- A gorgeous bark shafted Bronze Age flint dagger was found in Denmark. Sadly the bark only remains on one side of the handle. I love it when you see the organic material. It's so rare that it survives, and without it we assume intellectually that of course they must have wrapped the handles with something, but to actually see it - then it really sinks into the brain. (article in Danish)

- Another Danish find: a Viking Age Thor's hammer with runes, declaring it to be a hammer. (article in Danish)

- A new Ph.D. thesis on Early Medieval ironworking: The Early Medieval Cutting Edge of Technology: An archaeometallurgical, technological and social study of the manufacture and use of Anglo-Saxon and Viking iron knives, and their contribution to the early medieval iron economy. I haven't read it yet, but it sounds very interesting.

- Earliest cave paintings (so far) discovered in Indonesia. 40,000 years old!!!!

- Irresistible title of academic article, Yes/No?
ossamenta: Radcliffe Camera and Brasenose College, Oxford (Oxford)
Since I wrote the bone report for the Queen's College kitchen excavations in 2009 or thereabouts, I had in mind to research college diets for an article. Previous work has been done on differences in diet between different groups in Medieval British society: rural, urban, elite and ecclesiastical*, but from what I could see in the QC assemblage college diet seem to be a fifth group. Bearing in mind that there are only two universities in Medieval Britain: Oxford and Cambridge, so the sample size is a bit small... I was all set up for some serious library time this weekend, checking all I could find on the historical sources - naturally not found in any single book (because that would be easy), but hidden here and there in old records (thankfully most of these would be transcribed and/or translated into modern English). And then Friday struck me down with a cold. :-( So I guess it will have to wait until next weekend.


*: see N.Sykes, 2007. "The Norman Conquest: A Zooarchaeological Perspective", Archaeopress; Oxford, and N.Sykes, 2006. From cu and sceap to beffe and motton: the management, distribution and consumption of cattle and sheep AD 410-1550, in "Food in Medieval England: Diet and Nutrition" (eds C.Woolgar, D.Serjeantson and T.Waldron), Oxford University Press; Oxford, pages 56-71.
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- Archaeologists have found a new trelleborg! (Danish article) These kinds of fortifications were all built in the 980s and have the same symmetrical design: circular rampart with four gates in each direction and roads between them crossing at a right angle in the middle. In each quarter there were four long houses around a central square. There are only five certain trelleborgs, as well as a couple of similar fortifications in Denmark and southern Sweden. I was lucky once, flying home, and we passed straight over the trelleborg outside Slagelse. It was so cool to see it from the air.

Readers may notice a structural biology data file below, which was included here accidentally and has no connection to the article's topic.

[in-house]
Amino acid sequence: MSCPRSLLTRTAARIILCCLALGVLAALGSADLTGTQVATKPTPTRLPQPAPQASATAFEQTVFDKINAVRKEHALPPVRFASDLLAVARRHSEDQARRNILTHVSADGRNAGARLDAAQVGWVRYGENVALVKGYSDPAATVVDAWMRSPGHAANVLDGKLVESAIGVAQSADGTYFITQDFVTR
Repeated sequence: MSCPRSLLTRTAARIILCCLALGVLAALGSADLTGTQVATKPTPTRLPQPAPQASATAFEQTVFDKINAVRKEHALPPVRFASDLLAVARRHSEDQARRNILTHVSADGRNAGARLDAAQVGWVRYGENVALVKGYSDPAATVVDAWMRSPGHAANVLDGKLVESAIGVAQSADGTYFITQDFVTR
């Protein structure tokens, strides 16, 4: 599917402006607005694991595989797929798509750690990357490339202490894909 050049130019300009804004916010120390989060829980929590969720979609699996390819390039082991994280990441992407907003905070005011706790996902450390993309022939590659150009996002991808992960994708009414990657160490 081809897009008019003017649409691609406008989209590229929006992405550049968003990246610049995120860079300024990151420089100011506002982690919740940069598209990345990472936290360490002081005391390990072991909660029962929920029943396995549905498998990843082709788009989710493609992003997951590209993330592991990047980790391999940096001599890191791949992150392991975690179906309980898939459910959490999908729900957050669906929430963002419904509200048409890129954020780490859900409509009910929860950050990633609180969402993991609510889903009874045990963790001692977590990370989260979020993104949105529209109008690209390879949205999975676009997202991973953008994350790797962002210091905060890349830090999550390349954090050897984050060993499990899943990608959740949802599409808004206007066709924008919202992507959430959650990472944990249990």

- A man in Norway found a Viking Age blacksmith burial in his garden! (More detailed Norwegian article)

- The perfect present for the nautically minded Viking Age enthusiast: Your very own custom built Viking ship replica As expected, it's a rather expensive present.

- Or perhaps you would prefer an anatomically correct armchair?

- In case you were morbidly curious: The grim details of Richard III's death

- And if you want to know more about human osteology, human evolution, paleopathology, forensic archaeology etc, the British Association for Biological Anthropology and Osteoarchaeology (BABAO) have created a forum for both members and members of the public to join and discuss things to your hearts content.

- Extinct humans passed high altitude gene to Tibetans
ossamenta: Moominpappa sitting on a rock in the sea, writing on his typewriter (Muminpappa skriver)
What a day! Two much useful concrit emails on my ph.d. proposal, one offer of co-authorship on a zooarch article, and I heard about not one, but two (!) interesting conferences!

First, there's a textile conference in London 10-11 October with some interesting talks on hair nets, tablet weaving, fingerloop braiding and other things definitely not related to animal bone (well, I guess the tablets could be made of bone...).

Then, there is a conference on animal husbandry in the western Roman empire in Sheffield 20-22 November. I deal with quite a lot of Roman sites, so it could be very useful for me. £60 is not bad for 2.5 days, but then you have to add accomodation cost. I'm tempted, but I ought to wait until the programme is posted so I can do a better usefulness/cost evaluation.

And now, back to proposal wrangling.
ossamenta: Moominpappa sitting on a rock in the sea, writing on his typewriter (Muminpappa skriver)
Ironically, I have no doubts whatsoever that I'm able to write a great Ph.D, but getting a great Ph.D. application off the ground... I'm tearing my hair out here.

Podcasts

Sep. 4th, 2014 08:23 pm
ossamenta: Text: Women and geeks first! Oh no wait that's all of us. (Women and geeks first)